Wednesday, November 26, 2008


The whole Ross / Brand thing has raised quite a debate about bad language on TV, and more generally in society. I've recently corresponded with a friend who was somewhat surprised at the amount of swearing he heard in a church context. It was timely, then, that Clive James decided to address the issue on Radio 4 on Sunday in his contribution to Points of View. In it he also refers to Frank Skinner's experiment in eliminating swear words from his routine, which had little effect on the number of laughs he got.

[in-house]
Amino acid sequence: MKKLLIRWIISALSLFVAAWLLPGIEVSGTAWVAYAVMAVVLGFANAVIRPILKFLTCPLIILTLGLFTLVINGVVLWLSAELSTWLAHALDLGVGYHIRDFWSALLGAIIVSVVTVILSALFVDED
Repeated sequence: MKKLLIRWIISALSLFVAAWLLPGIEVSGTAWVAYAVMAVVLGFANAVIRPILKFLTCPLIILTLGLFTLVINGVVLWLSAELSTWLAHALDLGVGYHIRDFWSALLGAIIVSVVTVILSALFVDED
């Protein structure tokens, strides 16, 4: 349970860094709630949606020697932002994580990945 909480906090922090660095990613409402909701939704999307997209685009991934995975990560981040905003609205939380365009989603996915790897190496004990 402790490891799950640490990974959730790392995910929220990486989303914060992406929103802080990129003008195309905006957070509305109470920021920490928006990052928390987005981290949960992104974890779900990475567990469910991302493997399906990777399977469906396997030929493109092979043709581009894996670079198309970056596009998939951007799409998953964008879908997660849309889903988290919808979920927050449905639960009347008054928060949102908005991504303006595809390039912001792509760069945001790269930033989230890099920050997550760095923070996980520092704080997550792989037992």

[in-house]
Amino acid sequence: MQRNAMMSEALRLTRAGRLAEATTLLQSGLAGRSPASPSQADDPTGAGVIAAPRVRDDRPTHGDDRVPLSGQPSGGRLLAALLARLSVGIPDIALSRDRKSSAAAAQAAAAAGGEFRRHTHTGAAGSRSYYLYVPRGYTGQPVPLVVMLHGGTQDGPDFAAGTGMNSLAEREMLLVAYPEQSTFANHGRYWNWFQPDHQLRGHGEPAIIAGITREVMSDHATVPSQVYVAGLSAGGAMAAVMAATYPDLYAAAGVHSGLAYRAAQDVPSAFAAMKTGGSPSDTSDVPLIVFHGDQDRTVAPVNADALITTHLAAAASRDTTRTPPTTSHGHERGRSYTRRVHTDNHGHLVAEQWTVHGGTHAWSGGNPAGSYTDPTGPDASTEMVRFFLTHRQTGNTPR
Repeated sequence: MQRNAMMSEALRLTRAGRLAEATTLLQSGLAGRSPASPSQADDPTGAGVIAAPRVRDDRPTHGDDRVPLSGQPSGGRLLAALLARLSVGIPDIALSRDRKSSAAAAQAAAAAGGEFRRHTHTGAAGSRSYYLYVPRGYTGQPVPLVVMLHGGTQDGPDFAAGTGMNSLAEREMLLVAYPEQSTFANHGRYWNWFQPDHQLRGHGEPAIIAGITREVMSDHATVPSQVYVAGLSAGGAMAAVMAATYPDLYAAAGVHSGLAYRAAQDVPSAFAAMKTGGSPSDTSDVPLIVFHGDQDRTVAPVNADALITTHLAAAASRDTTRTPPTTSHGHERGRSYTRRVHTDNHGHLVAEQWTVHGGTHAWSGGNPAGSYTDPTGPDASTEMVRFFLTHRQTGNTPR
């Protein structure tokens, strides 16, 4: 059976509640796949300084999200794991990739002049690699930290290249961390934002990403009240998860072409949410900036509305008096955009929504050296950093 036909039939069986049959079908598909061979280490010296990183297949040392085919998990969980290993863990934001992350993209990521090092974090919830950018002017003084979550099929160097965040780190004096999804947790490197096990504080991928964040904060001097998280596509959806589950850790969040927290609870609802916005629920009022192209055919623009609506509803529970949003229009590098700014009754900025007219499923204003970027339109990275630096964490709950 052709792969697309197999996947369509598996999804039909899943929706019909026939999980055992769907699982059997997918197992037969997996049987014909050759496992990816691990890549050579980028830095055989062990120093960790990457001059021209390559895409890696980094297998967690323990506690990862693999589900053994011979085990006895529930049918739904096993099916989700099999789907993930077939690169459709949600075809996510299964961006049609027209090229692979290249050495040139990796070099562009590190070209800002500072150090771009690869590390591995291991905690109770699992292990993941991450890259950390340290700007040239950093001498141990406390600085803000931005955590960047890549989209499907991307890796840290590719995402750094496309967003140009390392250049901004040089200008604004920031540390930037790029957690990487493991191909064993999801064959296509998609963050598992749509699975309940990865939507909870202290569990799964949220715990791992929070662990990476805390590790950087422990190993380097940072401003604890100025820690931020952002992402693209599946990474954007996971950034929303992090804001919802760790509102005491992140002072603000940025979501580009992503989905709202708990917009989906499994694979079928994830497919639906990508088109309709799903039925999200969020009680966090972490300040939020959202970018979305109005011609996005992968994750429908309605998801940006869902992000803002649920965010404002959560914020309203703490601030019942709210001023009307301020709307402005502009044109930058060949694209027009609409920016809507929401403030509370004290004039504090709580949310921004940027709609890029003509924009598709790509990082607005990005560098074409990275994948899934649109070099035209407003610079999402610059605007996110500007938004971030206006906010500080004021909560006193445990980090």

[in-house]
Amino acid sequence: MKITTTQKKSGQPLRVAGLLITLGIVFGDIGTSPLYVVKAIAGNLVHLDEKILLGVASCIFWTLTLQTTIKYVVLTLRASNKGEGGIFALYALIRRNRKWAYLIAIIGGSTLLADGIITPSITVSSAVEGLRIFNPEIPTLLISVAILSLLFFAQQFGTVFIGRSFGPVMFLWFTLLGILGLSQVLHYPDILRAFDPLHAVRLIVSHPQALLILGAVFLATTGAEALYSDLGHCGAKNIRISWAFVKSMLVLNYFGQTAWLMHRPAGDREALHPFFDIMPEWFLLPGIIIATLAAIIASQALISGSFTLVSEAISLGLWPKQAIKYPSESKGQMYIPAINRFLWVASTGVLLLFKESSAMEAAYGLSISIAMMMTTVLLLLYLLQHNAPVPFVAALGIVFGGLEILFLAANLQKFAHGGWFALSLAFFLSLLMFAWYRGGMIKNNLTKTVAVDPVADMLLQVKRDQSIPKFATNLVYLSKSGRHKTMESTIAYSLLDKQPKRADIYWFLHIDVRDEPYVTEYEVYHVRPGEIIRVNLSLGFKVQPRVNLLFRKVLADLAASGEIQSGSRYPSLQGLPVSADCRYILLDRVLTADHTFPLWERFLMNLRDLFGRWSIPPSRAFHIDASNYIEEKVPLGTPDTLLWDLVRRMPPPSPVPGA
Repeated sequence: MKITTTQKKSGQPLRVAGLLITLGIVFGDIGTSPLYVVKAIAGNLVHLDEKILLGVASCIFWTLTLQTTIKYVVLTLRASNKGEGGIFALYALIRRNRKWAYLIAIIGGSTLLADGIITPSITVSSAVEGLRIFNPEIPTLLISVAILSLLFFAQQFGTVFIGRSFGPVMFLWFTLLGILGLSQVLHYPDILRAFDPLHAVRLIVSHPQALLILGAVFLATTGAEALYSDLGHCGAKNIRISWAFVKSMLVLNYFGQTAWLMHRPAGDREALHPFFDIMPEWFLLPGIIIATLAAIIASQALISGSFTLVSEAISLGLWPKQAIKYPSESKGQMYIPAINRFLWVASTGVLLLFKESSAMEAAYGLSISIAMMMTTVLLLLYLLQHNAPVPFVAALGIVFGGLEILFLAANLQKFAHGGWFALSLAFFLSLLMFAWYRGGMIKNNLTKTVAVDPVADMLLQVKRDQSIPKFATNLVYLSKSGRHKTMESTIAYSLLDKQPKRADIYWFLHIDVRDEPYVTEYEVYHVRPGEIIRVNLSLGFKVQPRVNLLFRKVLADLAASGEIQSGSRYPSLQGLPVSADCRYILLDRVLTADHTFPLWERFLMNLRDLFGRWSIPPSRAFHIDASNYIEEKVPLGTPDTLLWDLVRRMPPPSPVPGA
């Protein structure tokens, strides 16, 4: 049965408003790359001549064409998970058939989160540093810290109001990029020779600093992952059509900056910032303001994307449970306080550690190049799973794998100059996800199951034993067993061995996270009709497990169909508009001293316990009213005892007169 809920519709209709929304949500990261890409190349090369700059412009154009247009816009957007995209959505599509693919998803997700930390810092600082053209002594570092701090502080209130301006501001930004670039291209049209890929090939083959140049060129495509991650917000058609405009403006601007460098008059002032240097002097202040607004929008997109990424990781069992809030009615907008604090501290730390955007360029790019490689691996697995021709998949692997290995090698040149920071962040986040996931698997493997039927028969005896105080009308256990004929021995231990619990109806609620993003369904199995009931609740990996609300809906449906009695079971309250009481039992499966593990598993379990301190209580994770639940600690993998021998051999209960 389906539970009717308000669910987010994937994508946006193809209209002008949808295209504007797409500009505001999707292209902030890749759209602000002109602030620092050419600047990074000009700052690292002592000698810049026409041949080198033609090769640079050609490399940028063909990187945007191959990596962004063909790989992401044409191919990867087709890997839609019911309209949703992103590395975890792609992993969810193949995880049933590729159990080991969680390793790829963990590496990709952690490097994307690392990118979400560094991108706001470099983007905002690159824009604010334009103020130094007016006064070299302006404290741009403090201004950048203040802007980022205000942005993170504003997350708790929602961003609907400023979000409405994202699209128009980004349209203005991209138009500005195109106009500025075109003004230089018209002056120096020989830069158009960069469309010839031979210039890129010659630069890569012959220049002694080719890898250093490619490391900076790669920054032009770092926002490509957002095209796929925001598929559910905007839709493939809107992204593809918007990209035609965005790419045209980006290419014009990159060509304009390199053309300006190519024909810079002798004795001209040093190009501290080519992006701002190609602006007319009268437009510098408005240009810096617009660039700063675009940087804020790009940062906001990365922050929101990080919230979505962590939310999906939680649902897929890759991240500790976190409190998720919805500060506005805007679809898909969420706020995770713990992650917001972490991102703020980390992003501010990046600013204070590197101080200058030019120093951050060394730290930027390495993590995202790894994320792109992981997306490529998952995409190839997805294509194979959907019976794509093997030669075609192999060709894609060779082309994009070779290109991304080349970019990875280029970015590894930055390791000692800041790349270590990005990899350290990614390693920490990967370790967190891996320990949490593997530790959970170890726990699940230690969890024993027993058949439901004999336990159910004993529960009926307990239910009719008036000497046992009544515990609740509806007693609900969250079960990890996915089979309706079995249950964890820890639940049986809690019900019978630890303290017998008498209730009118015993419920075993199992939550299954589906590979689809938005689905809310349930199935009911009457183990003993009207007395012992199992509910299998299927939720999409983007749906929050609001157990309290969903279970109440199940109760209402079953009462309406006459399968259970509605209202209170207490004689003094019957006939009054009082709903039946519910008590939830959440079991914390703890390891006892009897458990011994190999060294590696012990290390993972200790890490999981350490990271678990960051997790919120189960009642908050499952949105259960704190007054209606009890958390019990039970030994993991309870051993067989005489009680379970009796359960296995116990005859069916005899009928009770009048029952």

Skinner's observation in an interview I heard was that he was surprised how well it went. He will continue to use swear words, as they are more dramatically and comically effective when rationed, but add punctuation. As he puts it "clever swearing, the beautiful, eloquent swearing", referring to Chaucer as a literary precedent!

James is in sympathy with this view and suggests that laughs from audiences that are shocked / embarrassed by over-use are very different from proper laughs from an audience that has been amused by clever wit and humour.

Best to read the article - he puts the case much better.

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